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The Henry George theorem, named for 19th century U.S. political economist and activist Henry George, states that under certain conditions, aggregate spending by government on public goods will increase aggregate rent based on land value (land rent) more than that amount, with the benefit of the last marginal investment equaling its cost. This general relationship, first noted by the French physiocrats in the 18th century, is one basis for advocating the collection of a tax based on land rents to help defray the cost of public investment that helps create land values. Henry George popularized this method of raising public revenue in his works (especially in Progress and Poverty), which launched the 'single tax' movement.

Source: Wikipedia

Obviously government can be very inefficient. Government can spend trillions of dollars building landfill or creating even bigger problems. So we would need at least some "benevolent" dictator and that's not reasonable "conditions".

So what's the conditions?

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    "Government can be very inefficient" citation needed. I'm not disagreeing necessarily, but your comment while literal true seems to be suggesting that government spending does not feed back into the system when the loop is actually closed. – Jared Smith Jan 25 at 14:05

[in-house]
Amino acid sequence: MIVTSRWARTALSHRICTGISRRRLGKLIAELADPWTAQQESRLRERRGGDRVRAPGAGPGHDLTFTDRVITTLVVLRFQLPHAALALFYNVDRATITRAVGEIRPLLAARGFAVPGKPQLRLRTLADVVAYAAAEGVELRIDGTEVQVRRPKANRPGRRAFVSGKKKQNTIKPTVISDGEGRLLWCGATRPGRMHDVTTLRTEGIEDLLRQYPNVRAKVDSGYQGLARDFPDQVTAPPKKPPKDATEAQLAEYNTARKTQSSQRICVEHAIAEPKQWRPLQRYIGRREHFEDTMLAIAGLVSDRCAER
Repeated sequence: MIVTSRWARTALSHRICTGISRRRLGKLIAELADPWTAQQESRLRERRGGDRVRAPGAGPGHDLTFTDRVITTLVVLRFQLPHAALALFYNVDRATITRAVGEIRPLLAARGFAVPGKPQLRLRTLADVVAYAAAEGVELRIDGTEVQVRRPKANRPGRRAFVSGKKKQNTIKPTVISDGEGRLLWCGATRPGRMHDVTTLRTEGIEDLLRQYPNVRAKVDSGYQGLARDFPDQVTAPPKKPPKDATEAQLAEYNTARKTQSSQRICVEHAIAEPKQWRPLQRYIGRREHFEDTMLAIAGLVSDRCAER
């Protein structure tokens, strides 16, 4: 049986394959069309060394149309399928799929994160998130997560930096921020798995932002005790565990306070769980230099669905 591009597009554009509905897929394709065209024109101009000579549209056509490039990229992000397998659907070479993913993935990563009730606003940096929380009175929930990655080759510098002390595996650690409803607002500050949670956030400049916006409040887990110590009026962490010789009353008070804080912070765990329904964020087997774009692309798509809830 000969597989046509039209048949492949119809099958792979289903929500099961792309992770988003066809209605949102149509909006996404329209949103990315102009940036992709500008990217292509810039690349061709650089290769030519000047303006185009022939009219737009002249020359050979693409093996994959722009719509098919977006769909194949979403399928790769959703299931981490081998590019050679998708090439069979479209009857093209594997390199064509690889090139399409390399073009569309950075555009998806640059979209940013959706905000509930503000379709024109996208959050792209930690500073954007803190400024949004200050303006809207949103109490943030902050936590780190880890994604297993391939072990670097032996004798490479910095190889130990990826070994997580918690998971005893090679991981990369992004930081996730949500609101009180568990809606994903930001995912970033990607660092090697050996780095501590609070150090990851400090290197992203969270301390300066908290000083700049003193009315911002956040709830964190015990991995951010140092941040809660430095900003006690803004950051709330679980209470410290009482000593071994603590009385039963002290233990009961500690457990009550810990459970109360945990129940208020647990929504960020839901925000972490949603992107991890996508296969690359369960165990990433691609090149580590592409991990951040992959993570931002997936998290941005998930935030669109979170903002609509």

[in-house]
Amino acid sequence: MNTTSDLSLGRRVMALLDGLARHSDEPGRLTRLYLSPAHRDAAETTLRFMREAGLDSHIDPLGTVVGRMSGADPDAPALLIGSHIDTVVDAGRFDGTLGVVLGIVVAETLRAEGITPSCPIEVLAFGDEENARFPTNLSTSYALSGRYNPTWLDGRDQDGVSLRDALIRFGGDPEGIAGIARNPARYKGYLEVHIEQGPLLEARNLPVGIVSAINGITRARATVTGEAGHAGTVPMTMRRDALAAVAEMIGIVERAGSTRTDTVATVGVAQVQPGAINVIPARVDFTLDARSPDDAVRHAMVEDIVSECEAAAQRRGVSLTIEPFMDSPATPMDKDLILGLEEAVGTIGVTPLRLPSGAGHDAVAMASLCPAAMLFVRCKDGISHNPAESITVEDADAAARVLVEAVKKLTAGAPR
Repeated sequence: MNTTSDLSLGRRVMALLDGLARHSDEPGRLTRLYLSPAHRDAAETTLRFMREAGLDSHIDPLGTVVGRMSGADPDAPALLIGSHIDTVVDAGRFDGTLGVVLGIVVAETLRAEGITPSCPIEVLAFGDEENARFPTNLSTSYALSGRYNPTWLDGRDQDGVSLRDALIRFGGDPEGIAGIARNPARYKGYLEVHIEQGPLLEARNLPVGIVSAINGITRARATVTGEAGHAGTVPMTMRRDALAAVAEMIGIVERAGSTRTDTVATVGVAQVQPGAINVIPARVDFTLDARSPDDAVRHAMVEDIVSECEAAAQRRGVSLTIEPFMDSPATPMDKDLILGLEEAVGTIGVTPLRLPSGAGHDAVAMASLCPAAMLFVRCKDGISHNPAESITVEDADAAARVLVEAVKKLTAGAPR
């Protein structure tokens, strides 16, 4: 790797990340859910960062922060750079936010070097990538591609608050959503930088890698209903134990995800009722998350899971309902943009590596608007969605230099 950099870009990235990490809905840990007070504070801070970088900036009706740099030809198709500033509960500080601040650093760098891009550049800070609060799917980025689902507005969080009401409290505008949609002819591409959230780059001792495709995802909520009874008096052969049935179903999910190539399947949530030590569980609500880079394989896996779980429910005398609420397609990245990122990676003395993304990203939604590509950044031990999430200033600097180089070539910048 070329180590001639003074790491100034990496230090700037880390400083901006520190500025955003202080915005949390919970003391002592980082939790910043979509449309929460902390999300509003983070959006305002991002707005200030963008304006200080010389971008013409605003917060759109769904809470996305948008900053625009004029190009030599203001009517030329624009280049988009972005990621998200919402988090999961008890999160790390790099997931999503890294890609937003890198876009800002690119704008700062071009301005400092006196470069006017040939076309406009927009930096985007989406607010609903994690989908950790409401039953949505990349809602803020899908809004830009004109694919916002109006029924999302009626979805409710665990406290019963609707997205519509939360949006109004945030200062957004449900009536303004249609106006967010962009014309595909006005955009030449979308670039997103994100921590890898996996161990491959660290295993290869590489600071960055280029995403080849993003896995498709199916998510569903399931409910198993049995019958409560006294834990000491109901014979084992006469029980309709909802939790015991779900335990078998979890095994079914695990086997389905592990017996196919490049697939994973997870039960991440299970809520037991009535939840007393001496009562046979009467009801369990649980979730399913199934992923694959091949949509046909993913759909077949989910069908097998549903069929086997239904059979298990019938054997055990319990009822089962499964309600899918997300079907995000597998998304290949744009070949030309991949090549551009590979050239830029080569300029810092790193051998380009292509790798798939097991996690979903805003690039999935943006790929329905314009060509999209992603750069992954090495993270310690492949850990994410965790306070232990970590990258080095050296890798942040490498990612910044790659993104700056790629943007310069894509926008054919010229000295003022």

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The original paper lists several situations where it does not hold:

  1. In planned Economies if either

    a. The opportunity cost of land is differential depending on where on the city boundary you are.

    b. The city is small.

  2. In competitive economies the above is true, but also the theorem is violated in the event that population is not distributed Pareto optimally (which it generally is not). This condition can be substituted by lump sums--if individualized lump sums are used to redistribute wealth, the theorem holds. When indirect subsidization or sums based on group membership are used instead, it generally does not hold.

The paper claims that the theorem holds for any optimal (utility maximizing) city with a population distribution determined by outside factors, and for any polity in general that has public goods, constant returns to production, and no externalities (these conditions are never exactly true).

The theorem also has implicit assumptions that are generally not accurate when taking into account behavioral results (e.g. completeness of preferences).

  • What does it mean by opportunity cost of land is differential? Of course it's different. Land in downtown is more expensive than land in suburb – user4951 Jan 25 at 16:47
  • I fixed my answer to correct this--it's a symmetry argument around the boundary of the city. – Eremi Jan 25 at 16:59

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